What began as a student event has escalated into a political and ethical firestorm as State Assemblyman Dov Hikind called for Brooklyn College President Karen Gould to step down.
The college’s Students for Justice in Palestine chapter organized the event, BDS Movement Against Israel, for February 7. The ire of Jewish students and local politicians came forth when the school’s political science department officially co-sponsored the event, after an e-mail request from the Palestine student group. Hikind, an Orthodox Jew and Brooklyn College graduate, referred to BDS, which stands for “boycott, divestment, sanction,” as “racist” and “anti-Semitic,” citing its support of Hamas and Hezbollah.
The Israeli-Palestinian issue has never been about religion, said Carlos Guzman, a member of Students for Justice in Palestine.
“We’re not attacking Jewish students. There’s a difference between Judaism and Zionism,” he said. “We’re asking for equality for all people.”
Hikind held an informal press conference Thursday morning at the main gates of the school, along with other state assembly members, state senators and city council members, to both speak out against the event and request Gould’s resignation. Hikind and supporters emphasized the right for students to organize such events, but denounced the college’s sponsorship of the event.
“The issue is that this university, my university, our university, has given its stamp of approval,” he said. “Karen Gould is a very nice person. But she is incompetent. She has no backbone.”
Gould sent an e-mail addressing the college’s stance to all students and faculty on Monday.
“As an institution of higher education, it is incumbent upon us to uphold the tenets of academic freedom and allow our students and faculty to engage in dialogue and topics they may choose,” she wrote. “Even those with which members of our campus and broader community may vehemently disagree.”
Many Jewish students took issue with the description of the debate as a matter of free speech.
“Brooklyn College is a diverse place. We stand for dialogue,” said Joey Saban, a member of the school’s Hillel Club, speaking at the conference. “There is a very fine line between free speech and spreading hate.”
Guest speakers at the event include Judith Butler, a philosophy professor at the University of California, and Omar Barghouti, the founder of the Palestinian Campaign for the Academic and Cultural Boycott of Israel. Butler is herself Jewish, and has drawn criticism as being anti-Israel as a result of her support for boycotts of the nation. Individuals on both sides of the issue have questioned Barghouti’s hardline approach to the territorial disputes between Israel and Palestine.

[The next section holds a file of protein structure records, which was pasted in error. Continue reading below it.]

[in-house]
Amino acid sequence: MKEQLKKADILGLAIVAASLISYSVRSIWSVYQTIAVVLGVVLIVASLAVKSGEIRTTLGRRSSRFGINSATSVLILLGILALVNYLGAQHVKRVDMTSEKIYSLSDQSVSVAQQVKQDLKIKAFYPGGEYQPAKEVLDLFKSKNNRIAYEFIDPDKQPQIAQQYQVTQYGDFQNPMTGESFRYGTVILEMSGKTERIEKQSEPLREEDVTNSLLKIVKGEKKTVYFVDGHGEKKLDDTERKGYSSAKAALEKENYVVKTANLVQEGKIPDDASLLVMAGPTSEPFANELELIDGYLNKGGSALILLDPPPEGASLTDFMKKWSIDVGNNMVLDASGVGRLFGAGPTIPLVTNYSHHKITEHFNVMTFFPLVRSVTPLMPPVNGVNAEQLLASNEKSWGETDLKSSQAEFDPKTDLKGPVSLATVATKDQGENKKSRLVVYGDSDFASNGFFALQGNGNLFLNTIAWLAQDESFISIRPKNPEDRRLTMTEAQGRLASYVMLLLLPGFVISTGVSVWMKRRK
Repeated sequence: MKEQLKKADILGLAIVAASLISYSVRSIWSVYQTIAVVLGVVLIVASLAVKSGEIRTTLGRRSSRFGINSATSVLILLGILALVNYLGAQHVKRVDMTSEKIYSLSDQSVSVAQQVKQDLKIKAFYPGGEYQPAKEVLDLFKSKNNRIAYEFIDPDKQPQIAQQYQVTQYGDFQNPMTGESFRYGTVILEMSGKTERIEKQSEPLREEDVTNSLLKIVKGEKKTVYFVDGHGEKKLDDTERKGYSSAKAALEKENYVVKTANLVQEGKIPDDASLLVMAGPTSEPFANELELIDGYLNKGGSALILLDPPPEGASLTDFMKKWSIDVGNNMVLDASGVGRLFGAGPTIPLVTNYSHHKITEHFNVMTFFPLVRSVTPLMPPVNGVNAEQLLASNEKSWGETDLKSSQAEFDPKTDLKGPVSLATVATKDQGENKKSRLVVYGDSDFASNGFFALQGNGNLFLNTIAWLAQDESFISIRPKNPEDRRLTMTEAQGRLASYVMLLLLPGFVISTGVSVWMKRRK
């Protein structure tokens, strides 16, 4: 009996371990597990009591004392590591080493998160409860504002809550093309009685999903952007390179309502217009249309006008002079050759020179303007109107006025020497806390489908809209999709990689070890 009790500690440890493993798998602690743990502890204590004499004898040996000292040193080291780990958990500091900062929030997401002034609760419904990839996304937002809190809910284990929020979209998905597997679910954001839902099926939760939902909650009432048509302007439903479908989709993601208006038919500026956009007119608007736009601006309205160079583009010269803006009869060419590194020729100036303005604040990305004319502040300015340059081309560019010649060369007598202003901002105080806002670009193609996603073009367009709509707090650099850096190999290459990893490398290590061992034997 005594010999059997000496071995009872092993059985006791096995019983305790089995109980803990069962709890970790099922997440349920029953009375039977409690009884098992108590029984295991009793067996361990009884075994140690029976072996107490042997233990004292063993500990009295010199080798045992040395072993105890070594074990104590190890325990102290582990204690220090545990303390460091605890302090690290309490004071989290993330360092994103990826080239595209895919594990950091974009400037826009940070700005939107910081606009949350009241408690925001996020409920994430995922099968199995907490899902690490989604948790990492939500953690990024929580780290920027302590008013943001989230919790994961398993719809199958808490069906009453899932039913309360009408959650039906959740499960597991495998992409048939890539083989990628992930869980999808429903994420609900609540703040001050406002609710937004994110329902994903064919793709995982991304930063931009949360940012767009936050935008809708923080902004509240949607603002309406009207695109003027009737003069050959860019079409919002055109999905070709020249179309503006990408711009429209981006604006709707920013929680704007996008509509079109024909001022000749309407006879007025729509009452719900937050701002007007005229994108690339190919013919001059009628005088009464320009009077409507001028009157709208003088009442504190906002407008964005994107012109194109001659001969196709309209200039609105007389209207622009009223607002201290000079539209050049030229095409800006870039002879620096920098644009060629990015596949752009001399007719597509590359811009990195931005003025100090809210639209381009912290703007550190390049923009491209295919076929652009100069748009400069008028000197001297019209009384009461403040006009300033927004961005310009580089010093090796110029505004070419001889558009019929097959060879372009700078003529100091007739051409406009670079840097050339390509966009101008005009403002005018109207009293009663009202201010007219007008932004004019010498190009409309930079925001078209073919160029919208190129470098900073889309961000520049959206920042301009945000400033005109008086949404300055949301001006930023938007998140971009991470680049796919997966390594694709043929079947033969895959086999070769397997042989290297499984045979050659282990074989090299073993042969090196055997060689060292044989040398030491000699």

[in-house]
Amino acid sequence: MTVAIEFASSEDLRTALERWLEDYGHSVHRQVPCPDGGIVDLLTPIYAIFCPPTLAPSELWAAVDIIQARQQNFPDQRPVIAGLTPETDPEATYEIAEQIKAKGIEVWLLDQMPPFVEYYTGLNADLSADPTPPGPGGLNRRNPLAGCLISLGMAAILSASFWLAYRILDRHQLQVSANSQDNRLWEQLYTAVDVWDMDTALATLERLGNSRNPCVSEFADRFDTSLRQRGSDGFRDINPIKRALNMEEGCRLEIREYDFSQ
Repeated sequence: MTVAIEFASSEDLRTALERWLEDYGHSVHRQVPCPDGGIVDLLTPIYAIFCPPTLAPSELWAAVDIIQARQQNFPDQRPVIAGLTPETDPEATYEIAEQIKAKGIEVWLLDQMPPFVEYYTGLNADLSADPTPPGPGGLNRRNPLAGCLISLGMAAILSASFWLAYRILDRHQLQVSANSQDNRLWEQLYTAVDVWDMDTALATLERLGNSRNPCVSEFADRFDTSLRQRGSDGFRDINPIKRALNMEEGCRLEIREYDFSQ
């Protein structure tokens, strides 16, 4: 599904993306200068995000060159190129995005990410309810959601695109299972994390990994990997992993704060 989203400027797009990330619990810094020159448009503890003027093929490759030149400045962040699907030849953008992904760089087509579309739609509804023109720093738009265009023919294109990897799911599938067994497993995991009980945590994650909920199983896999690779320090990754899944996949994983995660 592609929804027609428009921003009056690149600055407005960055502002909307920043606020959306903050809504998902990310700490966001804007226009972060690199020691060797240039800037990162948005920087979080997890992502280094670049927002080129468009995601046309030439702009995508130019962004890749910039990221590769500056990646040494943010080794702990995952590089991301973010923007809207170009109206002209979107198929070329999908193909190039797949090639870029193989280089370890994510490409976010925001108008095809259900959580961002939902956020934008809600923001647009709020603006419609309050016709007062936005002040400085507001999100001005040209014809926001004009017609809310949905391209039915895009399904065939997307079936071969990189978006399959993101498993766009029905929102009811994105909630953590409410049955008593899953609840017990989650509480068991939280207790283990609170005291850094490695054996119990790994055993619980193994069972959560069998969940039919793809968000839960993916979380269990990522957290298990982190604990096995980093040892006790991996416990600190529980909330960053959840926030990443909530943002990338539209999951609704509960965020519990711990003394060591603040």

Jewish groups on campus are making no calls for the event’s cancellation, said Ahuva Kohanteb, president of the Students United for Israel club at Brooklyn College. Freedom of speech allows groups like hers to exist on campus, she says, but the political science department’s sponsorship in this case sets a double standard.
“We’ve hosted events that would be controversial, and they weren’t sponsored, which is okay,” she said. However, she added that the sponsorship of the BDS event sends a negative message to Jewish students. “We feel threatened as students on campus.”
The school doesn’t normally serve as a hotbed for the clash of cultures. Jews and Muslims have long coexisted on campus. New York City has the largest Islamic population in the country, and Brooklyn leads all boroughs for Muslim residents.
“People know Brooklyn for its Jewish community,” said Ayelet Roller, a Jewish sophomore at Brooklyn College. “There’s also a Muslim crowd on campus. I’m friends with Muslims.”
Nikita Paderin, an Israeli fellow to the school’s Hillel program, has attended previous events organized by the Students for Justice in Palestine and didn’t have any problems with the programming.
“They didn’t create such controversy because the speakers did not call for the destruction of Israel,” he said. “I believe in a more pragmatic approach to the issues.”
Still, despite the hubbub, some Jewish students don’t see the college’s actions as injurious. Conflicting views goes hand-in-hand with the diversity of Brooklyn, sophomore Moshe Bressler said.
“At Brooklyn College, it’s not like everyone is in love with each other,” he said. “It’s like riding on the train.”
The uproar and threats of protests won’t change how the group plans events in the future, Guzman said.
“We always expect retaliation from groups that support Israel,” he said. “It’s bound to happen. There’s always going to be two sides.”